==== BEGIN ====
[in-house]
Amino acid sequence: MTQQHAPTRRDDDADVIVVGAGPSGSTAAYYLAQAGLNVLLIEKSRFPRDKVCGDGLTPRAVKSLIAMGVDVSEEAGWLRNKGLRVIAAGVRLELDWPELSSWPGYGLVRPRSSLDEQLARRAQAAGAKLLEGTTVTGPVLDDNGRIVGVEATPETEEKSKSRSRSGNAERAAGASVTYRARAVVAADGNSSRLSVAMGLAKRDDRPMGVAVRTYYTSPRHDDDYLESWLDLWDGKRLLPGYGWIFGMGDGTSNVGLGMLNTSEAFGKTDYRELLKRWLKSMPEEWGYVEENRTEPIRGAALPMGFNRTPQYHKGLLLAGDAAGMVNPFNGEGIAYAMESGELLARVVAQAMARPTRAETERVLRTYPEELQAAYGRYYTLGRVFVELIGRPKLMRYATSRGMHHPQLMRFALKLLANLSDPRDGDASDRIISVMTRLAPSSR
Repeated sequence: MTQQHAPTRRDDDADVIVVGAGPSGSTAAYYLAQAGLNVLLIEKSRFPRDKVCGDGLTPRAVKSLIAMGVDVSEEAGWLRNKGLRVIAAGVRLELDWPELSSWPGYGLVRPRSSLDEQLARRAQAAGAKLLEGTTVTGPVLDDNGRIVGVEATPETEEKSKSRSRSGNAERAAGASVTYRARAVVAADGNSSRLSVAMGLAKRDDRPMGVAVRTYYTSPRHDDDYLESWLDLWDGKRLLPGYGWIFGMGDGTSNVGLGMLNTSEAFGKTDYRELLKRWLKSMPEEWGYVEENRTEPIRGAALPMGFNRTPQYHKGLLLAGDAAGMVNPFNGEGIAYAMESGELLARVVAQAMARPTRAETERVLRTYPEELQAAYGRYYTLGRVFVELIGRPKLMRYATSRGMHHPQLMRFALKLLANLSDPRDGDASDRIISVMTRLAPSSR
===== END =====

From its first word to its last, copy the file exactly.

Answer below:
[in-house]
Amino acid sequence: MTQQHAPTRRDDDADVIVVGAGPSGSTAAYYLAQAGLNVLLIEKSRFPRDKVCGDGLTPRAVKSLIAMGVDVSEEAGWLRNKGLRVIAAGVRLELDWPELSSWPGYGLVRPRSSLDEQLARRAQAAGAKLLEGTTVTGPVLDDNGRIVGVEATPETEEKSKSRSRSGNAERAAGASVTYRARAVVAADGNSSRLSVAMGLAKRDDRPMGVAVRTYYTSPRHDDDYLESWLDLWDGKRLLPGYGWIFGMGDGTSNVGLGMLNTSEAFGKTDYRELLKRWLKSMPEEWGYVEENRTEPIRGAALPMGFNRTPQYHKGLLLAGDAAGMVNPFNGEGIAYAMESGELLARVVAQAMARPTRAETERVLRTYPEELQAAYGRYYTLGRVFVELIGRPKLMRYATSRGMHHPQLMRFALKLLANLSDPRDGDASDRIISVMTRLAPSSR
Repeated sequence: MTQQHAPTRRDDDADVIVVGAGPSGSTAAYYLAQAGLNVLLIEKSRFPRDKVCGDGLTPRAVKSLIAMGVDVSEEAGWLRNKGLRVIAAGVRLELDWPELSSWPGYGLVRPRSSLDEQLARRAQAAGAKLLEGTTVTGPVLDDNGRIVGVEATPETEEKSKSRSRSGNAERAAGASVTYRARAVVAADGNSSRLSVAMGLAKRDDRPMGVAVRTYYTSPRHDDDYLESWLDLWDGKRLLPGYGWIFGMGDGTSNVGLGMLNTSEAFGKTDYRELLKRWLKSMPEEWGYVEENRTEPIRGAALPMGFNRTPQYHKGLLLAGDAAGMVNPFNGEGIAYAMESGELLARVVAQAMARPTRAETERVLRTYPEELQAAYGRYYTLGRVFVELIGRPKLMRYATSRGMHHPQLMRFALKLLANLSDPRDGDASDRIISVMTRLAPSSR